Opportunity Detroit

Detroit's glittering revival isn't just leaving most residents behind — it's premised on their impoverishment.

Thomas Hawk / Flickr

The scale of Detroit’s ongoing transformation is staggering. There are new hockey and basketball stadiums, a streetcar system and dozens of luxury apartment complexes. New storefronts showcase the wares of companies like Nike, Under Armour, and Whole Foods. Reconverted corporate skyscrapers look down on the city.

A century ago, Detroit turned itself into a mecca of Fordism. Now, after seven decades of capital flight that cost the city more than 90 percent of its manufacturing jobs, Detroit is being remade again — this time into a mecca of post-Fordism.

There is perhaps no greater emblem of this highly touted turnaround than the $900 million Hudson’s site project, which broke ground last month in downtown Detroit. Once the world’s largest department store, Hudson’s closed in the early 1980s, and the city imploded the building about a decade later. At the time, downtown Detroit stood so empty that photographer Camilo Jose Vergara proposed a public art project: “an American Acropolis,” with “a dozen city blocks of pre-Depression skyscrapers . . . left standing as ruins.”

Since the mid-2000s, most of those vacant buildings have been converted into high-end retail and residential space and offices for white-collar firms. The Hudson site — a gift from the city to real-estate mogul and Quicken Loans founder Dan Gilbert for relocating his company downtown — will follow the same playbook. Gilbert is transforming it into the state’s tallest skyscraper, complete with pricey retail space and hundreds of luxury apartments.

In the national folklore, it is Gilbert — Detroit’s “superhero,” according to the Atlantic — who helped Detroit escape its downward spiral by investing billions in the real estate market when other capitalists scorned it. He now owns at least ninety-five buildings in Detroit and wields immense influence over the city’s future. Even many of his critics admit that he’s had a positive impact. Sure, they say, he owns a huge chunk of downtown and enjoys incredible power over the local economy. But what would Detroit look like without him?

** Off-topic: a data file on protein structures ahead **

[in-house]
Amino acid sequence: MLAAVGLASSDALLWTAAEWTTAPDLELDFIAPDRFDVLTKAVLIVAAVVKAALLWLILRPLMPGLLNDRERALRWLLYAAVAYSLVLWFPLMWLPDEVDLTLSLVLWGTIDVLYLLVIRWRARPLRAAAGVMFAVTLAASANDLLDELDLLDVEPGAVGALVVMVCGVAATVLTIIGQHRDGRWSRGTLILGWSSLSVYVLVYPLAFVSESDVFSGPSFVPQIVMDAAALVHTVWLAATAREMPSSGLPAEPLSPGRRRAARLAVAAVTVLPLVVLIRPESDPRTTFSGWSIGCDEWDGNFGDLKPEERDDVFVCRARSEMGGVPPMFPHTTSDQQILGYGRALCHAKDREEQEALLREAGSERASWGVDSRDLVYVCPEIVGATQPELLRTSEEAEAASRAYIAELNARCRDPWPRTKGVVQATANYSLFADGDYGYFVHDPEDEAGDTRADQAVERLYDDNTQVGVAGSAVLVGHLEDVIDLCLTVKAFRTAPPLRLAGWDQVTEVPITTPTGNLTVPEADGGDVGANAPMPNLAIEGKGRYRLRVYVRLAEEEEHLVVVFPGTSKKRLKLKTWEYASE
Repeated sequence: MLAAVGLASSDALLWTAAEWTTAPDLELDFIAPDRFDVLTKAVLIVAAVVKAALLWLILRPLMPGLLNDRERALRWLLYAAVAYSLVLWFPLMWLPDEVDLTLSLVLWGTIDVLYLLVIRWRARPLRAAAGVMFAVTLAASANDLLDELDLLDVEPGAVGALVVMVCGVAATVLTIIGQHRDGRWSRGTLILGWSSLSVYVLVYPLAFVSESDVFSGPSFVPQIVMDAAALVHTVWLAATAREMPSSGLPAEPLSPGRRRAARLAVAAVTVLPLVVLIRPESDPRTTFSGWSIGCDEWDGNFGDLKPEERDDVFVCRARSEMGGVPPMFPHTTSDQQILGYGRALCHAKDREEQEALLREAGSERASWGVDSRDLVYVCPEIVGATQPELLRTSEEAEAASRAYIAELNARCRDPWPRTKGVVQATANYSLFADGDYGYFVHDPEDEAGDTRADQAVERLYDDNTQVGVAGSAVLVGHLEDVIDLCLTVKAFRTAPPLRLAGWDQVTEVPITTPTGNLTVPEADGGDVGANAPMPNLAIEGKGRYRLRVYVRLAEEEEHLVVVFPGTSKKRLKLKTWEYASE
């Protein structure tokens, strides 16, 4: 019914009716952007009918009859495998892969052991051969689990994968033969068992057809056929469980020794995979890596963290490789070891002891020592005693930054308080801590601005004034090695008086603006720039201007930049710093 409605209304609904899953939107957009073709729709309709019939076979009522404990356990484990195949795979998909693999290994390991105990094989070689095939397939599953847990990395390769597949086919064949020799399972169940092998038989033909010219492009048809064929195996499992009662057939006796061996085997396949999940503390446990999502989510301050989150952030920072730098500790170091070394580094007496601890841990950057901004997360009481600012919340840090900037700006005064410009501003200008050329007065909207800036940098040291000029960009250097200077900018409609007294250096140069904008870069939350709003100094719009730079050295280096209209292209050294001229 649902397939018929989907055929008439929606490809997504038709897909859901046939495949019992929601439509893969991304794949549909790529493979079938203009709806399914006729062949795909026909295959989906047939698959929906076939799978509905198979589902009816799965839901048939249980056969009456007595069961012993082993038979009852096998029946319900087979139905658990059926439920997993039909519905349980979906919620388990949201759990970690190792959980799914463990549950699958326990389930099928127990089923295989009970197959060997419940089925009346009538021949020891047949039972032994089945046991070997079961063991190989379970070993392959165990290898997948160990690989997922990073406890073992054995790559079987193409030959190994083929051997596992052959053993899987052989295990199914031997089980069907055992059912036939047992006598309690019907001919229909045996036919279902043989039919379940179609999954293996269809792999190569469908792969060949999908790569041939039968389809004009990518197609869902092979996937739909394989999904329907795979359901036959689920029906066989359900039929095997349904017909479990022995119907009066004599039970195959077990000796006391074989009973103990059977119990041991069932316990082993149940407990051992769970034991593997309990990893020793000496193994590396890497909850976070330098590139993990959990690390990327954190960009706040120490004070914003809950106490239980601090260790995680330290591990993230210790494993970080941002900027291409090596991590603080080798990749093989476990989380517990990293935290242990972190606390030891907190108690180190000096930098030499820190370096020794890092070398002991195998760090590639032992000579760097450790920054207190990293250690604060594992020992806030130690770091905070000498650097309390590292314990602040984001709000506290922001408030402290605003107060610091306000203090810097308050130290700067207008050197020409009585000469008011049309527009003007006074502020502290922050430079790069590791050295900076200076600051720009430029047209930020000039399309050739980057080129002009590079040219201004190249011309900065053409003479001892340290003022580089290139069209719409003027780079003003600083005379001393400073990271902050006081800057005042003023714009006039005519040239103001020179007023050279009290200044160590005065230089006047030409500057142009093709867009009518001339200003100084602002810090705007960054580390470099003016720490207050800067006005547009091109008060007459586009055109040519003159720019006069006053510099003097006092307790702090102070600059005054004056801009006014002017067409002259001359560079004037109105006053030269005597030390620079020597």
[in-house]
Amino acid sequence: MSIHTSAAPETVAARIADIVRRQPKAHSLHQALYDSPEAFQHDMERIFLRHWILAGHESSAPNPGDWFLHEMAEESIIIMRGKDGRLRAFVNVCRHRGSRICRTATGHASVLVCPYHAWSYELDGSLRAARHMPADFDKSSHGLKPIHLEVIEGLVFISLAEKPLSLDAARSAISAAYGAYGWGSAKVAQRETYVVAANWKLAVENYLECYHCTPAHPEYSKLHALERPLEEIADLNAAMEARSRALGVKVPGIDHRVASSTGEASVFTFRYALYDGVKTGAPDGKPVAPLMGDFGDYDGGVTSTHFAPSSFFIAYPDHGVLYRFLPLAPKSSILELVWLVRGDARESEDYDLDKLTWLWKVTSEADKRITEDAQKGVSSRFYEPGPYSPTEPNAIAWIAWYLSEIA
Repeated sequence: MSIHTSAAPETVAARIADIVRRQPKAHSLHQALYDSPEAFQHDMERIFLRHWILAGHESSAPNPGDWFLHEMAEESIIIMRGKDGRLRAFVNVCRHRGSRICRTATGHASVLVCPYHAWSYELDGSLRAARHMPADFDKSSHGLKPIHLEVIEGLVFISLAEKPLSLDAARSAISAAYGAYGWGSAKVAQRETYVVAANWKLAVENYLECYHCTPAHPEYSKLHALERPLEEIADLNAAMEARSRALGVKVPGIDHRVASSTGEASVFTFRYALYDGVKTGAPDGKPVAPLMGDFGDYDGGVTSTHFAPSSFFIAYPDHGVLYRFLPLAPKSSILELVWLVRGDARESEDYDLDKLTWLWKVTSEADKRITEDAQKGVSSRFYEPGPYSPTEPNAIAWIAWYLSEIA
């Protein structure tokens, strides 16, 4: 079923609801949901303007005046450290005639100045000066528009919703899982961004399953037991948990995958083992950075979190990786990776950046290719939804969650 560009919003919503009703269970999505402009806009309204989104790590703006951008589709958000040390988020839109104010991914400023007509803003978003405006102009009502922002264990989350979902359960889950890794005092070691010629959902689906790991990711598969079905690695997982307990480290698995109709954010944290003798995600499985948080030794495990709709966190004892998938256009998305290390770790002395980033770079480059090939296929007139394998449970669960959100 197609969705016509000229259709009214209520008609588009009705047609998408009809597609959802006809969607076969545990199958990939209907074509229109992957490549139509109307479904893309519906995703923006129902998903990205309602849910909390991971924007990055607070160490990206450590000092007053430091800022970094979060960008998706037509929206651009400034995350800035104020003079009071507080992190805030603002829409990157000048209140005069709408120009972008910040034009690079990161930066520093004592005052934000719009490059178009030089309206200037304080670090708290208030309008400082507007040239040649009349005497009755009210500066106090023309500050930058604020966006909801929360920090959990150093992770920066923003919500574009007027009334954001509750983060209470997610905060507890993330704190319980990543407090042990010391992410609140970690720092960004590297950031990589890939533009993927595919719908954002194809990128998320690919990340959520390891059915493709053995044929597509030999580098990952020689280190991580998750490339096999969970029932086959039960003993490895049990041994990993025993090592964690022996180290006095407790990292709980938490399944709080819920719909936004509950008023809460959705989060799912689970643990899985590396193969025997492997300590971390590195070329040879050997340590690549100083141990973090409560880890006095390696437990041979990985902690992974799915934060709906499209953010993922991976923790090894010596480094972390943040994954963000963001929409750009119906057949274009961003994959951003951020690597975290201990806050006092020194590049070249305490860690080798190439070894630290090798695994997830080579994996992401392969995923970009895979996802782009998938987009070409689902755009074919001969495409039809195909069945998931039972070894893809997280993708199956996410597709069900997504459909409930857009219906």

This is a false premise. The choice isn’t between billionaire-led investment and the destitution of the city. On the contrary: the revival spearheaded by people like Gilbert is made possible by, and depends upon, the poverty and dispossession of working-class Detroiters.

Built in Detroit

“Come discover the opportunity that is called ‘Detroit,’” Gilbert raved in a letter last year urging Amazon to establish its second headquarters in Detroit. Here, Gilbert promised, Amazon would find low taxes, cheap real estate, and a local government willing to accommodate investors.

Gilbert’s words weren’t pure boosterism. Detroit’s history of poverty, neglect, and austerity have proven lucrative for today’s business leaders. The most obvious example is the city’s abundance of vacant buildings, which speculative, multinational investors have bought up in droves in recent years. But the logic is seen even more directly in the poverty tours that have popped up around the city, in the “Made in Detroit” marketing campaign used by companies like Shinola, and in the success of the “Detroit Hustles Harder” boutique clothing shop.

Detroit’s poverty has become one of the city’s most marketable assets. “We are gritty,” as Gilbert told Amazon.

For many, this is imaginative marketing, a way for the city to turn itself around. The New York Times, for instance, recently called Detroit “The Most Exciting City in America.”

In contrast, community activists have taken up the historic call of “We Cry Genocide.” They point out that skyrocketing rents and doubling property values downtown have produced mass displacement, often facilitated by the Detroit Police Department (DPD), which uses broken-windows tactics and has a mandate to remove unwanted loiterers.

The city’s east and west sides bear the scars of this process most starkly. In 2015, the rate of jobs to residents was around one to ten; since 2005, more than one in three homes has been foreclosed; since 2013, more than one hundred thousand residents have had their water shut off; since DPD’s overhaul, these neighborhoods have endured a series of violent drug raids, many of them botched, while nevertheless having to wait over an hour for emergency services to respond.

Some acknowledge the rampant inequality that marks Detroit’s so-called rebirth: the phrase “Two Detroits” has its own Huffington Post article, Vice documentary, Urban Institute study, and Tumblr blog. It also formed the basis of Coleman Young Jr’s recent mayoral campaign.